Remortgaging, in residential property, is something we covered in depth in an article in late 2022.
Since that article was published, we have received a lot of questions about remortgaging buy-to-let property; as it works slightly differently.
In her latest article, Commercial Property Solicitor Hannah Martin looks at how remortgaging works on buy-to-let property and outlines whether it’s a good option for you.
What is remortgaging?
Remortgaging involves changing the mortgage deal on your property, usually to your benefit.
Most of the time, people remortgage their property to switch lenders which, in turn, can lead to reduced monthly payments.
In addition, remortgaging can allow you to release further equity from your property or refinance after the end of a fixed rate period.
Can I remortgage my buy-to-let property?
Yes, it is possible to remortgage a buy-to-let property, however, most lenders will only remortgage properties that have an 80% loan to value ratio (LTV) or lower.
The loan to value (LTV) is the amount you've borrowed as a percentage of the property's value.
How does remortgaging work on a buy-to-let?
The remortgaging process works similarly to getting a mortgage on a residential property.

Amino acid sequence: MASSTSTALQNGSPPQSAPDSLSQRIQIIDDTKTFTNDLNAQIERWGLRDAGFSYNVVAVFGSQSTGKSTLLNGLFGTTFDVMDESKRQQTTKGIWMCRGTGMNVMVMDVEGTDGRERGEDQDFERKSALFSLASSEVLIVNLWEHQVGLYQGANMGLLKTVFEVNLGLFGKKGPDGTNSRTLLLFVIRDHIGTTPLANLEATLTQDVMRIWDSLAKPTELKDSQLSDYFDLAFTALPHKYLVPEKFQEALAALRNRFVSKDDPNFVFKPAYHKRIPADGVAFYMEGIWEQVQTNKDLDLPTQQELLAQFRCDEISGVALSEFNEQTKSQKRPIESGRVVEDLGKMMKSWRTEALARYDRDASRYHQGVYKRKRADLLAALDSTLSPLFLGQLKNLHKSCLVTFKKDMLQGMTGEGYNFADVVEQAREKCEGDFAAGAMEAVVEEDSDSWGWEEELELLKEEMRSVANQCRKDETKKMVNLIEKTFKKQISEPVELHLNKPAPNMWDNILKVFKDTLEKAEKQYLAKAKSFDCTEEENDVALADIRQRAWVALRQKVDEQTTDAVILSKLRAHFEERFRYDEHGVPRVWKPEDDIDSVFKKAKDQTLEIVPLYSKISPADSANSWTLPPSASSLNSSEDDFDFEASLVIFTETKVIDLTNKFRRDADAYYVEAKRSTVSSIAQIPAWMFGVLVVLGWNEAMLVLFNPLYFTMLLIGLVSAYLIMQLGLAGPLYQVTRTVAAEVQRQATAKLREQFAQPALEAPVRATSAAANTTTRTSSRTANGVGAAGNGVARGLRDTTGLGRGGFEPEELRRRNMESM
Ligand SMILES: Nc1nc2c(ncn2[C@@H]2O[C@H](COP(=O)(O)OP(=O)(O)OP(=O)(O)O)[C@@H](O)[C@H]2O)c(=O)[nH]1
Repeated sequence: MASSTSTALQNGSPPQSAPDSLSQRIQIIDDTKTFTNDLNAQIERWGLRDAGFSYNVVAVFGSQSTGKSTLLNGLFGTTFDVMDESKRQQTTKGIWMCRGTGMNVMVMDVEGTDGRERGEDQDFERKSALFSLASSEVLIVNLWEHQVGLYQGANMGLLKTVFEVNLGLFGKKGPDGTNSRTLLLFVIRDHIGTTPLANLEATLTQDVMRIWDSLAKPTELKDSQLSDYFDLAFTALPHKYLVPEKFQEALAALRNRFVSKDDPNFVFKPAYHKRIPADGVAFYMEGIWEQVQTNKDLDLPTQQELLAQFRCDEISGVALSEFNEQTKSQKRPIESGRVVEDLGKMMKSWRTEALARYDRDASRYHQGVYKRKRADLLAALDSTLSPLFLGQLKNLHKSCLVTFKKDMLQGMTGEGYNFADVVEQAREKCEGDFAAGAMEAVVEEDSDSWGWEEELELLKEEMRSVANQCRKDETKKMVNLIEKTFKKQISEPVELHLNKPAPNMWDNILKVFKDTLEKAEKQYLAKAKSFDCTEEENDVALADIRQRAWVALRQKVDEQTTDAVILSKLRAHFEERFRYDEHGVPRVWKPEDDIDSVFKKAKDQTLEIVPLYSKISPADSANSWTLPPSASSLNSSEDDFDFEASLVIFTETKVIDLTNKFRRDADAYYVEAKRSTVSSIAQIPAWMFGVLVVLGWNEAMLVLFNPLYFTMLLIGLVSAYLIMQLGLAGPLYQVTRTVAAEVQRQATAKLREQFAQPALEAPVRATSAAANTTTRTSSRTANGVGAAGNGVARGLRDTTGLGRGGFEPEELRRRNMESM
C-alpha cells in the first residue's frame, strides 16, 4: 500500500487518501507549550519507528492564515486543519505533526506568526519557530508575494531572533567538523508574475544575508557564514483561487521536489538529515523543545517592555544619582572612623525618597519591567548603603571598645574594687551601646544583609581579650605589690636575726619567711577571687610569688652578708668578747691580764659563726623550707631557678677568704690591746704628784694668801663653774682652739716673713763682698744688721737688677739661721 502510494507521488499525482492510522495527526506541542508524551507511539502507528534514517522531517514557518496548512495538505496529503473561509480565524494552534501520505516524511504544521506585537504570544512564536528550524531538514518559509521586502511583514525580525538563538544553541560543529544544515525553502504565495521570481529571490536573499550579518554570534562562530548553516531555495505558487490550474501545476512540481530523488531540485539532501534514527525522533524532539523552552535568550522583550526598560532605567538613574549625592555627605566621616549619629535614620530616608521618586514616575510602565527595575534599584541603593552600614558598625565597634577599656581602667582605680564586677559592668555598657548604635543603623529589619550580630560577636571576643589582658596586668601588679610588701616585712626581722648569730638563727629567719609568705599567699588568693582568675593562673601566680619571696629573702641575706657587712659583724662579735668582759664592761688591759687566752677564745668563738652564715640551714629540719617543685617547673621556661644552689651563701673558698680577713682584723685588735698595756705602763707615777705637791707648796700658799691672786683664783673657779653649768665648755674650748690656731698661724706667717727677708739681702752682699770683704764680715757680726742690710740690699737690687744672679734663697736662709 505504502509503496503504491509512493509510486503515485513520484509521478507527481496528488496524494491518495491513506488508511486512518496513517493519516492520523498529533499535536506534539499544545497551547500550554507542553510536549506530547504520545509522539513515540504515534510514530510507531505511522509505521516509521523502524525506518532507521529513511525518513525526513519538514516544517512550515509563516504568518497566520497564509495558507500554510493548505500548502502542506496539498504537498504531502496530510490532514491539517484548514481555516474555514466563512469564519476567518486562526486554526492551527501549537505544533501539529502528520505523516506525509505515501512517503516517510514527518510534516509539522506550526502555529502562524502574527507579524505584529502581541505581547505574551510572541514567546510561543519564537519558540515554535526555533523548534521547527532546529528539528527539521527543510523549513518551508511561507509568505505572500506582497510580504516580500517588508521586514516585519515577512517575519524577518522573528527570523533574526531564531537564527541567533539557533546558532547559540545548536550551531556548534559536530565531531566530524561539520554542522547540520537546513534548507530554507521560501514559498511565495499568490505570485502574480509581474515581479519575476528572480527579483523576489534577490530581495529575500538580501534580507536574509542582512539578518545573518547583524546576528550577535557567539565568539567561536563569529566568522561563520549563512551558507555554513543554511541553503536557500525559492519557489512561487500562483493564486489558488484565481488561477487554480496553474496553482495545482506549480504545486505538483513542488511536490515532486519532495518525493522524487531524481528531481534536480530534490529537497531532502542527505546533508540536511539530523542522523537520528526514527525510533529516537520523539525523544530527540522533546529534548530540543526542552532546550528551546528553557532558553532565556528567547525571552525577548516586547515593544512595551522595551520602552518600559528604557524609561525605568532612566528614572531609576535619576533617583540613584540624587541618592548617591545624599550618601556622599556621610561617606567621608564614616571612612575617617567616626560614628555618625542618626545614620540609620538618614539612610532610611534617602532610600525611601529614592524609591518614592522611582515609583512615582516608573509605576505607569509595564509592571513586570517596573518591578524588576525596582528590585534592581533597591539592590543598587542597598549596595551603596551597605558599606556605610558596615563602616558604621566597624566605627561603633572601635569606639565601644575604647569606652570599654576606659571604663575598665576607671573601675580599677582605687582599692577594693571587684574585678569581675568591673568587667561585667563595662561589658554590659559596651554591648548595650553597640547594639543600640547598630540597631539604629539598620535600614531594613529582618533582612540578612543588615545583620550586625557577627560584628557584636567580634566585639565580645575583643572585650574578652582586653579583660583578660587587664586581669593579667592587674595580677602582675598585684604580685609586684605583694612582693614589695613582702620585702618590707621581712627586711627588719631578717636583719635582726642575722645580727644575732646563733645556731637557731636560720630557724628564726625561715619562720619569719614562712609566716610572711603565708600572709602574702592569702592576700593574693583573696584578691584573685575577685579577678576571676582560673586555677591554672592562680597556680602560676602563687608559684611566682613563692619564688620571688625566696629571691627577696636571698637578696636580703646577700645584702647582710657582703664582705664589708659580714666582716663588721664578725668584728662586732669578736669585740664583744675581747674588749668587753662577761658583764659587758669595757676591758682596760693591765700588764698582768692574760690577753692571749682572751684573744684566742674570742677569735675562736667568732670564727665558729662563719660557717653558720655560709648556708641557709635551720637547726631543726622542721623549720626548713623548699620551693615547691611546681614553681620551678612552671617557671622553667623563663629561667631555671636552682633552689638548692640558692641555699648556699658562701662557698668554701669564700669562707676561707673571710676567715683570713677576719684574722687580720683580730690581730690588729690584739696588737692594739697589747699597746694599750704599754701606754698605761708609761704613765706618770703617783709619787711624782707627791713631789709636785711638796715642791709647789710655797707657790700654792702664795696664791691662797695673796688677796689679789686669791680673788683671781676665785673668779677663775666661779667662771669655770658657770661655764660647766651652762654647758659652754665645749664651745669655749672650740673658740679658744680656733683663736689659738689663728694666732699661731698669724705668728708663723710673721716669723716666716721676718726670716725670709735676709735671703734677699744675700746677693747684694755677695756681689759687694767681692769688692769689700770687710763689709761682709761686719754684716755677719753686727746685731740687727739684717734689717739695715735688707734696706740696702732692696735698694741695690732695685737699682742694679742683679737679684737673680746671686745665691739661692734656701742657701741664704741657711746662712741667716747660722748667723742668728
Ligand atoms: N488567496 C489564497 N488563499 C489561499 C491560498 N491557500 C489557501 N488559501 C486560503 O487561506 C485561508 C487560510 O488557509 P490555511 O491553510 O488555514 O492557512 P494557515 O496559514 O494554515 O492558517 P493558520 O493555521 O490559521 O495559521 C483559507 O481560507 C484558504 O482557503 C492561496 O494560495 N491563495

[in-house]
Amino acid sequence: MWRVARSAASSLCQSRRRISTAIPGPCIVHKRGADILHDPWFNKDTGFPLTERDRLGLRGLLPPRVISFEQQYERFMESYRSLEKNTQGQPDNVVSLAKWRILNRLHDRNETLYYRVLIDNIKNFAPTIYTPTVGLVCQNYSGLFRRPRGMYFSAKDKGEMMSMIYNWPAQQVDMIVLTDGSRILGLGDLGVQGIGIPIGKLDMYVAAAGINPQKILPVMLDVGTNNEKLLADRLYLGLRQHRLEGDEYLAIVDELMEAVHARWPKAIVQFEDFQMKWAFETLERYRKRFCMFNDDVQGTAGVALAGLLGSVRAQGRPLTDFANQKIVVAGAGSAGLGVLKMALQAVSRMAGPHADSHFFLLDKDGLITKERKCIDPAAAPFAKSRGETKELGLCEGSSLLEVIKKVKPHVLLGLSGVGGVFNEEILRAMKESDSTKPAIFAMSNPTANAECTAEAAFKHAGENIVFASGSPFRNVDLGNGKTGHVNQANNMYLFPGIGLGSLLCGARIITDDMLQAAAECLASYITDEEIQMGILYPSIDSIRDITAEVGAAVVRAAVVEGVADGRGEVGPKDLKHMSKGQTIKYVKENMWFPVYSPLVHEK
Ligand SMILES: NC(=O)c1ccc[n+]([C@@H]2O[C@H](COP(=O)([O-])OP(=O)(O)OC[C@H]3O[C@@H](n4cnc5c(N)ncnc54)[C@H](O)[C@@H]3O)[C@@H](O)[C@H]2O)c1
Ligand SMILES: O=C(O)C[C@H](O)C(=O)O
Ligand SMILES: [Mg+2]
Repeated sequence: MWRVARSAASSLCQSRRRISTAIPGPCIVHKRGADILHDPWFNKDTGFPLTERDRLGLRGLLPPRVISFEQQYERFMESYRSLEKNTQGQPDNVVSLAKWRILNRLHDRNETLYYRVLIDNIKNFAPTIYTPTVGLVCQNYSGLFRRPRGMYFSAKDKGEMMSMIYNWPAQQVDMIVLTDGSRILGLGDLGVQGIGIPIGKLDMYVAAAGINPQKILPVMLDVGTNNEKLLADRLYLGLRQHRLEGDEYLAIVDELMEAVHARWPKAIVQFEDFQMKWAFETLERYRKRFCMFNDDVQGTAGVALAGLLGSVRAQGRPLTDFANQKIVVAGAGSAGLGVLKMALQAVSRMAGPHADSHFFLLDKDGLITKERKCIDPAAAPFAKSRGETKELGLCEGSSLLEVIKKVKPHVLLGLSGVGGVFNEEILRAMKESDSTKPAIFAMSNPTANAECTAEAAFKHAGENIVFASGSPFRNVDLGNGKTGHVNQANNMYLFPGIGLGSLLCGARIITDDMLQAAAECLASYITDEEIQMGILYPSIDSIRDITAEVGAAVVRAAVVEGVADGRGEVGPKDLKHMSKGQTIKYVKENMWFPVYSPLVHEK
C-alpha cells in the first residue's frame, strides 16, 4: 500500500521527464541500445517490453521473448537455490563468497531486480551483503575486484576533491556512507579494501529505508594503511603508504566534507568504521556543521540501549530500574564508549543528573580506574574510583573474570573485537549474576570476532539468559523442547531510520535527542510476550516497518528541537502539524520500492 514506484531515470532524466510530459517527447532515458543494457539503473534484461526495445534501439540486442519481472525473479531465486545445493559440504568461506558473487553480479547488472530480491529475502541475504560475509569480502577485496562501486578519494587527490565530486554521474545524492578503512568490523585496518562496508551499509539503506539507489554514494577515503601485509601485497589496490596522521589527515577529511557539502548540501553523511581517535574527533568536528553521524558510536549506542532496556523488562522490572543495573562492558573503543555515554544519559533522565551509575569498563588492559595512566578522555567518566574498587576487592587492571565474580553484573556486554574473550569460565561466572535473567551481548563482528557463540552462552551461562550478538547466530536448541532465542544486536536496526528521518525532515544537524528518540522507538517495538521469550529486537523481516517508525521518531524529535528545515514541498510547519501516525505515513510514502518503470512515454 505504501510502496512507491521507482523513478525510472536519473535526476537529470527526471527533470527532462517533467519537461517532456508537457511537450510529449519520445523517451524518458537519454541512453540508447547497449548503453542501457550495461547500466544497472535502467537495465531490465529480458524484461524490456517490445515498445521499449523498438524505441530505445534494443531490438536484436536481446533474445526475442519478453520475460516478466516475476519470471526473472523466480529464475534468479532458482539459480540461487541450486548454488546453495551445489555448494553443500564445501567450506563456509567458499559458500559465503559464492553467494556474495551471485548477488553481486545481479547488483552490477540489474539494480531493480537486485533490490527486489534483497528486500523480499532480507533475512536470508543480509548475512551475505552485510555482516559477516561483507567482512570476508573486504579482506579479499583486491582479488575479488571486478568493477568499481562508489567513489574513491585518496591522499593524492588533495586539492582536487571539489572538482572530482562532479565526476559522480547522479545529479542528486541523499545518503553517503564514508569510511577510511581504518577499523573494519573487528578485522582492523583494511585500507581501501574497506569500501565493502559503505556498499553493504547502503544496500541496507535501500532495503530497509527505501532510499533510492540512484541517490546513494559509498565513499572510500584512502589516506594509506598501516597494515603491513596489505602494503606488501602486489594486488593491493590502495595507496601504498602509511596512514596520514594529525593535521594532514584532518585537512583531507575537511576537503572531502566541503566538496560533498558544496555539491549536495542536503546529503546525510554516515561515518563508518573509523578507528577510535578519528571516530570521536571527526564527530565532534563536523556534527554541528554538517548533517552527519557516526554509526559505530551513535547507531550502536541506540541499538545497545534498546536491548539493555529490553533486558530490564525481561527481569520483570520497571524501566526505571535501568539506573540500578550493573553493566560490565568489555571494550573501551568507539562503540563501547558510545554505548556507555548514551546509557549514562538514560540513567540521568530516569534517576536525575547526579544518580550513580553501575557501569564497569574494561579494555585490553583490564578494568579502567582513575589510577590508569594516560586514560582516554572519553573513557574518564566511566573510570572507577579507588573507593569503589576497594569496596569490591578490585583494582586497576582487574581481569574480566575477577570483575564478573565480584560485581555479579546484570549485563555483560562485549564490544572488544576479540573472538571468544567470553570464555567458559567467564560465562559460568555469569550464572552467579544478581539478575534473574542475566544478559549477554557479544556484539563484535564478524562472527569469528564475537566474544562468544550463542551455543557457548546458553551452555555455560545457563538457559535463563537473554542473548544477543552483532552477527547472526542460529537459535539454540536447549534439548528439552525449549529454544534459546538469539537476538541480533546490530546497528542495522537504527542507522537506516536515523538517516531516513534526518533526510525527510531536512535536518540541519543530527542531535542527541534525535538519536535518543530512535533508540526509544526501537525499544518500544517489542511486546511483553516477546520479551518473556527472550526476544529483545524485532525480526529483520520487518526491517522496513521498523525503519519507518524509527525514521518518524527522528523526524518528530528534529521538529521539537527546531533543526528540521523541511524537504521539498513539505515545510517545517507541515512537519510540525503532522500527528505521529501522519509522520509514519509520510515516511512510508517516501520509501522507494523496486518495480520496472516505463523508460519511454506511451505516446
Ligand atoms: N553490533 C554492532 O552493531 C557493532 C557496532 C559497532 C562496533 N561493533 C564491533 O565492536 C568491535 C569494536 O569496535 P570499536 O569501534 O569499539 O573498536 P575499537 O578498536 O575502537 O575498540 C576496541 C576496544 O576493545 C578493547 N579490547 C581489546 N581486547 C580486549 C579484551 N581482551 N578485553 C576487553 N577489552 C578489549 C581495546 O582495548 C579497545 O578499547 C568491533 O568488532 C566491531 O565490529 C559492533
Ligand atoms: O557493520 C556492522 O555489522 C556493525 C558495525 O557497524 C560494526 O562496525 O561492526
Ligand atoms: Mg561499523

The lender will want to make sure that they obtain adequate security over the property and, therefore, will often make your solicitor complete due diligence on the property as if it was being purchased.
This due diligence can include undertaking searches on the property and reviewing the title.
If you hold the leasehold interest in the property, we may need to review the lease to ensure that the time left on the lease is over 80 years and complies with the lender’s other criteria.
If the lease is below 80 years, a lease extension may be required. At Frettens, we have a dedicated Leasehold Property Team, which is one of the largest in the area, who can help you with this. Call us on 01202 499255 to find out more.
When the sums are received from your new lender, we will use them to set up the loan with your existing lender and any surplus is then released to you.